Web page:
Social Sustainability to Social Benefit: Creating Positive Outcomes through a Social Risk-Based Approach

Social Sustainability to Social Benefit: Creating Positive Outcomes through a Social Risk-Based Approach

Jessica-Louise Winnall (Winnall Consulting, Australia)
Copyright: © 2013 |Pages: 11
DOI: 10.4018/978-1-4666-4177-8.ch006
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Abstract

Project managers must recognize that socially sustainable development is a key factor in project success and requires far more than public relations or community consultation. Companies are becoming aware of the risk that community dissatisfaction can have on their projects. Communities are becoming increasingly expectant that the management of socially sustainable development, which maximizes the positive outcomes for communities, is incorporated in all types of projects. Planning for social maximization needs to occur at project design phase, and key issues and actions should be placed under the control of the project manager directly. This chapter considers the lessons from managing community impact in the development sector, which can be used to manage social risk for all projects.
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Introduction

When examining risk in a project management context, our common considerations are financial (Smithson, 1998), logistical (Caron et al., 1998) and occasionally reputational (Fombrun et al., 2000), yet the most significant risks for many projects increasingly fit into the reputational category (Raftery, 2003). Social impacts however demonstrate are a whole range of factors which can result in the failure of an otherwise successful project.

Social impact is often given a perfunctory assessment with only legislated and regulatory risks addressed. Technical staff also often naively assume themselves capable of anticipating a project’s social impact, placing the project itself at risk (Clark et al., 2004). By considering the potential risks that social impacts pose upon projects, organisations have an opportunity to move beyond those projects which merely sustain and create to those which truly benefit communities (Clark et al., 2004). This approach is not just for large government projects or for projects in the development sector; it can be applied to projects of all sizes and disciplines. Risks and their impacts, when handled correctly, can become project opportunities, where the potential impact becomes a measurably improved chance of a positive outcome (Vancaly, 2004).

This chapter will explore the ways in which the incorporation of social risk monitoring can significantly improve the likelihood of a project’s success. In relation to the concept of socially sustainable development, projects are now considered to have a moral responsibility to create a net positive impact on the communities in which they operate. Resource extraction companies, for example, are moving away from the application of traditional risk mitigation approaches towards the maximization of positive outcomes for communities.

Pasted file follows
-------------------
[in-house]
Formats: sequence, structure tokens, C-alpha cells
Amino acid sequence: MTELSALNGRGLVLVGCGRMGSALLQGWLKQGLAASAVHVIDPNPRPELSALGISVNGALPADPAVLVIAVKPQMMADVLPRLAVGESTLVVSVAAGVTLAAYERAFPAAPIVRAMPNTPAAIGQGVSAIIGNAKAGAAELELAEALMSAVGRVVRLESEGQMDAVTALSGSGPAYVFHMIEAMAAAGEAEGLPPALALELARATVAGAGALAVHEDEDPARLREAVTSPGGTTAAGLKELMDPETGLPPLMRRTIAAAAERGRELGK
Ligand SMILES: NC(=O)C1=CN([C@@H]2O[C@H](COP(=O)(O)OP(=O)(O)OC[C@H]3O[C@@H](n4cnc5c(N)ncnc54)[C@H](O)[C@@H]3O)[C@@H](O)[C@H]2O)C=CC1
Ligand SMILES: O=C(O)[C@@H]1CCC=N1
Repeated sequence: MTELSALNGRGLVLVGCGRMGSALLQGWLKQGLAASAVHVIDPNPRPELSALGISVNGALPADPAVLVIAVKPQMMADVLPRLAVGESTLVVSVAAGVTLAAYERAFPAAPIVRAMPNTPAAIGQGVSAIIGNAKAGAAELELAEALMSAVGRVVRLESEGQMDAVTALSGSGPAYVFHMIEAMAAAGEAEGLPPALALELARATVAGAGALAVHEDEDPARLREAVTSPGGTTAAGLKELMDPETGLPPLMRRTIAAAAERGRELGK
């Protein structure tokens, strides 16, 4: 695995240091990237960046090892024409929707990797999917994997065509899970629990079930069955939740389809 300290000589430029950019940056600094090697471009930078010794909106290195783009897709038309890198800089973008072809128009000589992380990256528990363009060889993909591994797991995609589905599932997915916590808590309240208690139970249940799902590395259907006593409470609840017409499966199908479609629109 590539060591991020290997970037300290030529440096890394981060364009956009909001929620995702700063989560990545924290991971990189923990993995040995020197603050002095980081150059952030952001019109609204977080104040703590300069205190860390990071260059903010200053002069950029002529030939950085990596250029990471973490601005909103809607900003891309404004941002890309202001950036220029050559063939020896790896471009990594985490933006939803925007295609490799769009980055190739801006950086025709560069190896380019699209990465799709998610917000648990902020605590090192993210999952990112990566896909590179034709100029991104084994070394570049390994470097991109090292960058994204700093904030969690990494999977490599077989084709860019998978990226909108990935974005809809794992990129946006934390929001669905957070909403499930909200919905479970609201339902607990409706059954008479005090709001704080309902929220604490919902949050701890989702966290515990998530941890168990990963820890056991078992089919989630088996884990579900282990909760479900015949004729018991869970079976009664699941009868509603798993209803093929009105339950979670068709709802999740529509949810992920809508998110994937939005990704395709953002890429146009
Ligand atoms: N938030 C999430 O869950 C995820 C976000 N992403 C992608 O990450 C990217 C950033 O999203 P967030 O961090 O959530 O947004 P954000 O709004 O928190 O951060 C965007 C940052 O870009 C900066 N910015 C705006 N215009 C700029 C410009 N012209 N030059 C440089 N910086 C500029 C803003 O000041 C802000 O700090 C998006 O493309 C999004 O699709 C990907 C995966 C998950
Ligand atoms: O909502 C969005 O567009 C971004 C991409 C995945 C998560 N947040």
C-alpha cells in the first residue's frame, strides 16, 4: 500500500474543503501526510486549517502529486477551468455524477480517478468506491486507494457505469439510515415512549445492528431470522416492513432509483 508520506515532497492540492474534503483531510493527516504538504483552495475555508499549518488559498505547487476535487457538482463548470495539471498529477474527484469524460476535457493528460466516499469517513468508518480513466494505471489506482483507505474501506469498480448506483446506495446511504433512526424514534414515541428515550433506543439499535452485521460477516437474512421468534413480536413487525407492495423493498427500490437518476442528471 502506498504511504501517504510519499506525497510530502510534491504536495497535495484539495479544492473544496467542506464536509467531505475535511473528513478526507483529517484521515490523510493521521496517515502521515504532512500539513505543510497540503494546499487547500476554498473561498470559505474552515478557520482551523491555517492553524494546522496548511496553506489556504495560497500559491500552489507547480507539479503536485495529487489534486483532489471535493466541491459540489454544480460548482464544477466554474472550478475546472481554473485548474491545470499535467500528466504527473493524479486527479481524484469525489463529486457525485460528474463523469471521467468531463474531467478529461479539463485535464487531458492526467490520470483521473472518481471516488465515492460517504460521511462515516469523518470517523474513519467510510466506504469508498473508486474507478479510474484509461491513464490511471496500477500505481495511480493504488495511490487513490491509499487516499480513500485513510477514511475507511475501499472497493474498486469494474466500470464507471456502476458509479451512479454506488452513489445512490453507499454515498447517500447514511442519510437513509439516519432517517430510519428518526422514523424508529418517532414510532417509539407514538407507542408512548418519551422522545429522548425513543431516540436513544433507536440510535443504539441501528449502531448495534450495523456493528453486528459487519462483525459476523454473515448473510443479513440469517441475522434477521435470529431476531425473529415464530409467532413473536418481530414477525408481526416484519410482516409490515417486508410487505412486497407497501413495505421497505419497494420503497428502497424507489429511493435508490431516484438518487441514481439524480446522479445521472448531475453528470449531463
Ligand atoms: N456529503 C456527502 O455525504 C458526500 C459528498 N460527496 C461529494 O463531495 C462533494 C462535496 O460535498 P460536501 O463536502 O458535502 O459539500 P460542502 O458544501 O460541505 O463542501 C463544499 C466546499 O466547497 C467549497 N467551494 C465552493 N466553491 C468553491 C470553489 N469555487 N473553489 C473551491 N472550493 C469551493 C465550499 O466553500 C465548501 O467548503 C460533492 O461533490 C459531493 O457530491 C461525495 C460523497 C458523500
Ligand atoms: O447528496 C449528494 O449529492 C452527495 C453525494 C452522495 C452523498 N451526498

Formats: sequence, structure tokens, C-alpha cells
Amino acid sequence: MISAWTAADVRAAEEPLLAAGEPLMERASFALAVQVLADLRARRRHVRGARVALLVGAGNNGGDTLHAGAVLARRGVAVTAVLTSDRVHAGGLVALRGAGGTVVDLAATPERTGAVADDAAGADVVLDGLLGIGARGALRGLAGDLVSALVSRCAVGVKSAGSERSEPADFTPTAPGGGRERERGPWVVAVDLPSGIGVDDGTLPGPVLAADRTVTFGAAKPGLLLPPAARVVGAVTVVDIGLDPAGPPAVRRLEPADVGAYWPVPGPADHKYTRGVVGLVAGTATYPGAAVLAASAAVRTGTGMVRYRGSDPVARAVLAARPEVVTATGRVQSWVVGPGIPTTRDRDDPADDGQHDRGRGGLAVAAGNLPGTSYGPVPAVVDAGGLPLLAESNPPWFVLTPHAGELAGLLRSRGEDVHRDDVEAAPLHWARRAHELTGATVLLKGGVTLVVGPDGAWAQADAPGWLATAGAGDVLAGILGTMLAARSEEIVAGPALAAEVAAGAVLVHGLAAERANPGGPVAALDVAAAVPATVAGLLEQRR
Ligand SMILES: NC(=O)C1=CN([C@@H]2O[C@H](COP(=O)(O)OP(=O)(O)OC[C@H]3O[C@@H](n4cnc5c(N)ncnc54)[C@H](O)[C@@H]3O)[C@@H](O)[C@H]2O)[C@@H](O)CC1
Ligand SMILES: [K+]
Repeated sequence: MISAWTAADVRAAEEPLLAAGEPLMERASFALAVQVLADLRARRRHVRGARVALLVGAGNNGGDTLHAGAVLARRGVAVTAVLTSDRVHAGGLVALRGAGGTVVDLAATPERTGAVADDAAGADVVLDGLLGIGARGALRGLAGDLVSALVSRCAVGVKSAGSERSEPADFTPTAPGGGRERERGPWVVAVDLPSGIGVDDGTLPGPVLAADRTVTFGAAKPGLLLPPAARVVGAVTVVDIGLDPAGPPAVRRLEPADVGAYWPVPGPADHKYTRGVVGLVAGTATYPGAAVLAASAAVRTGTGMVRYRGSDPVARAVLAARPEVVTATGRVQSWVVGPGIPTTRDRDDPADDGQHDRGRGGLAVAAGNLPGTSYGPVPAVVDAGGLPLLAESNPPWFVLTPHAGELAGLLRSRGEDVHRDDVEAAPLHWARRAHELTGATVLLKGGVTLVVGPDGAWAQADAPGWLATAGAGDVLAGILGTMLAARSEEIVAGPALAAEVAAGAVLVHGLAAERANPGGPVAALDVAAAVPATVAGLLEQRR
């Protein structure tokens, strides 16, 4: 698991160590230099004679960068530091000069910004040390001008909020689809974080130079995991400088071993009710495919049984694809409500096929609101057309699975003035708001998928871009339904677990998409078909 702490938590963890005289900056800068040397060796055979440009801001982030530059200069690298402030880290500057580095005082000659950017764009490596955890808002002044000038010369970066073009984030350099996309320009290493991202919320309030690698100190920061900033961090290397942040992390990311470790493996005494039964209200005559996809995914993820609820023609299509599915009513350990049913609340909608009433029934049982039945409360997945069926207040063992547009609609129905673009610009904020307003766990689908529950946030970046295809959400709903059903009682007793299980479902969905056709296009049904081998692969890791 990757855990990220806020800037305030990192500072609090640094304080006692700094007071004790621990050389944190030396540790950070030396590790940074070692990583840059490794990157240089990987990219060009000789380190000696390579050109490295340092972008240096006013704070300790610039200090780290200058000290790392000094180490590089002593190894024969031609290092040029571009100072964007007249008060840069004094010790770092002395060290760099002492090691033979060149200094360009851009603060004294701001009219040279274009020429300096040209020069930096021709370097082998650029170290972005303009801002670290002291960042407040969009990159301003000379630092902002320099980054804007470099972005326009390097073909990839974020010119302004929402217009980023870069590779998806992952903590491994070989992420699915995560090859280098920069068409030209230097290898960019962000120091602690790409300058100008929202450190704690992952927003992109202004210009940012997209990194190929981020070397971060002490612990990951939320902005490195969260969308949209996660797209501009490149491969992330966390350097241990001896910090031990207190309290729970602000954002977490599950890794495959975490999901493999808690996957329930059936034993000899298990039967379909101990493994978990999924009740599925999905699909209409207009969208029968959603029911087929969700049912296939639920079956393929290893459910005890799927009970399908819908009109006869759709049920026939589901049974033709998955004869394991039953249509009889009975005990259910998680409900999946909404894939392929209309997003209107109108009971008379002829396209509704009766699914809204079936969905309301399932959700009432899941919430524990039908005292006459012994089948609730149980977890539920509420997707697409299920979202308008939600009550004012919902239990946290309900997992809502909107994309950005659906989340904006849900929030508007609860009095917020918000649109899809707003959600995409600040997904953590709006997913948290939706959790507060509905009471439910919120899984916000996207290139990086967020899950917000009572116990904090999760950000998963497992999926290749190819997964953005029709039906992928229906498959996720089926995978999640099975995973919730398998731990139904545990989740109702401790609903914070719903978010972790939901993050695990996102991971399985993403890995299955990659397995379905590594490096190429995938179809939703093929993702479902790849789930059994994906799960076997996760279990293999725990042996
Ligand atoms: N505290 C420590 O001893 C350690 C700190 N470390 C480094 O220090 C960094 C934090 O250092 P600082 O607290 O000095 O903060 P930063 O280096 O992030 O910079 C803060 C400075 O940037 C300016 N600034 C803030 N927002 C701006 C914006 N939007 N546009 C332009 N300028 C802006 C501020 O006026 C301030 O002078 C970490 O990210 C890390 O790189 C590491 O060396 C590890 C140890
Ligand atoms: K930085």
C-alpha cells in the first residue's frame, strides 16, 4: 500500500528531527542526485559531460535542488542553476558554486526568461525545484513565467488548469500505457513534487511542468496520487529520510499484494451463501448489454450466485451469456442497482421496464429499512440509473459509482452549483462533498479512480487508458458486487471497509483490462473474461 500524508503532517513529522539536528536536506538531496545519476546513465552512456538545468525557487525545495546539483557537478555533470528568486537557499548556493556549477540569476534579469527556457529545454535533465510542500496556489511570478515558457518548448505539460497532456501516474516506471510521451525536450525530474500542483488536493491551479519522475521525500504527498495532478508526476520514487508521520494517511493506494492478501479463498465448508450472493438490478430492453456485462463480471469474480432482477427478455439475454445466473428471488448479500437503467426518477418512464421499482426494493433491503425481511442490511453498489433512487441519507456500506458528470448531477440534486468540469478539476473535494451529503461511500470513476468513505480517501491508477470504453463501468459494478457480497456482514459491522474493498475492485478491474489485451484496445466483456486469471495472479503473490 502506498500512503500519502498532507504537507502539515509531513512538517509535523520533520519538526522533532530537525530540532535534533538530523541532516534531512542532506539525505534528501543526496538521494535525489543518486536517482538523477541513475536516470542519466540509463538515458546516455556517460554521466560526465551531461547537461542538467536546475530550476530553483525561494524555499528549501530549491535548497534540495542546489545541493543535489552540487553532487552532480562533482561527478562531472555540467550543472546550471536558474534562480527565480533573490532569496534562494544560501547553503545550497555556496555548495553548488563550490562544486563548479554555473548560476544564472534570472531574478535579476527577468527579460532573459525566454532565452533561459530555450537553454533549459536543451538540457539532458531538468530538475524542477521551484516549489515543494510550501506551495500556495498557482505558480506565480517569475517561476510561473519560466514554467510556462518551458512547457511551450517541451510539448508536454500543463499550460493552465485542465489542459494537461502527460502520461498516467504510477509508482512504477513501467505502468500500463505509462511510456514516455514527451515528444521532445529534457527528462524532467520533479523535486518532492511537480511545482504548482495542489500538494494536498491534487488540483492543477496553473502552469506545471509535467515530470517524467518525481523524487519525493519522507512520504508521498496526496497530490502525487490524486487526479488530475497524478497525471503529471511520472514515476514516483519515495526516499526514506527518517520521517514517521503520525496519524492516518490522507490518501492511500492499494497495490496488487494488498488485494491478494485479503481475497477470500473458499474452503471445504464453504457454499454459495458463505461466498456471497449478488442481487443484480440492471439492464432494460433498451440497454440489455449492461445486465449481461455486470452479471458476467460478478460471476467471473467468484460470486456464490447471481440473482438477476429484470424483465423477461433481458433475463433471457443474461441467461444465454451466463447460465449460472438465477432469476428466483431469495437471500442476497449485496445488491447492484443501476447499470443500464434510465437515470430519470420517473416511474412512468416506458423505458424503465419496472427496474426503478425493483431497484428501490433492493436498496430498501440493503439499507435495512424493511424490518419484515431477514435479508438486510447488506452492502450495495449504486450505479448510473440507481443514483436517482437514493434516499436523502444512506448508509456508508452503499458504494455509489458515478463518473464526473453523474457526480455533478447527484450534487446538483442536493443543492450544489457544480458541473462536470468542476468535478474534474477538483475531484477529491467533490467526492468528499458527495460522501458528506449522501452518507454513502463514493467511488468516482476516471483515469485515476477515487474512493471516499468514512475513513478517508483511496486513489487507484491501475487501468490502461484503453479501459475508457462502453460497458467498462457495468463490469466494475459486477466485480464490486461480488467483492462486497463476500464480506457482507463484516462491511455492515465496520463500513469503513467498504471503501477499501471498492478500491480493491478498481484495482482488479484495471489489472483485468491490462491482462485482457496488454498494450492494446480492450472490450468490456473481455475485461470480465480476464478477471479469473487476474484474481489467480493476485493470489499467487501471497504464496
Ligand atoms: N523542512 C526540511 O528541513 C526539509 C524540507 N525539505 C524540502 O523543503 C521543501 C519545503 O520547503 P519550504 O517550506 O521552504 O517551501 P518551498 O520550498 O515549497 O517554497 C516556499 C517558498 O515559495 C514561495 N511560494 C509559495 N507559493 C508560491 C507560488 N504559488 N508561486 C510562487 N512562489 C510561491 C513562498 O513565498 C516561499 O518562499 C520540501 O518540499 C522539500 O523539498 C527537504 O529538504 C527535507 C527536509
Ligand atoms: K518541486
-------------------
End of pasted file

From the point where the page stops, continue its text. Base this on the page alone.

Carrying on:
Social monitoring indicators such as those of human rights, gender and social and economic impact should be incorporated in overall project management. Projects in the development sector (whose primary aim is social change) have incorporated social risks and impacts in order to maximize socially sustainable development and, as the World Bank states, many lessons exist for all major projects in this regard. Communities now expect that the management of socially sustainable development, which maximize the positive outcomes for communities, is incorporated in all types of projects (Heltberg et al., 2012).

Increasingly, companies and governments are becoming aware of their impact on the communities in which they work. Moreover, communities have become aware of their ability to halt projects which they perceive as not meeting their social and economic needs. Companies realise that in order to develop a ‘social licence to operate’ they must develop positive long term relationships with their most vociferous critics (Wheeler et al., 2000) but what this term means is as ambiguous as the dress code ‘business casual. Developing a social licence to operate is not just necessary to demonstrate good corporate social responsibility but is a sensible approach for the risk adverse project manager. Too often social risks are ignored or understated by project management, though even rudimentary definitions of risk in the project context imply that they are as important as financial or logistical challenges. The US Department of Defence defines a risk as ‘an uncertain event or condition that, if it occurs, has a positive or negative effect on a project's objectives’(“Risk management guide,” 2006) and what is less certain than public opinion?

It is important to highlight the need to assess and measure potential social impact and to incorporate a monitoring system within existing project management frameworks. In recent times, projects have had a social and economic impact assessment which may then be incorporated into a risk management plan that remains the responsibility of the community relations manager. It is the design and application of effective monitoring, however, that is the required next step in creating positive outcomes for communities involved in and around projects.

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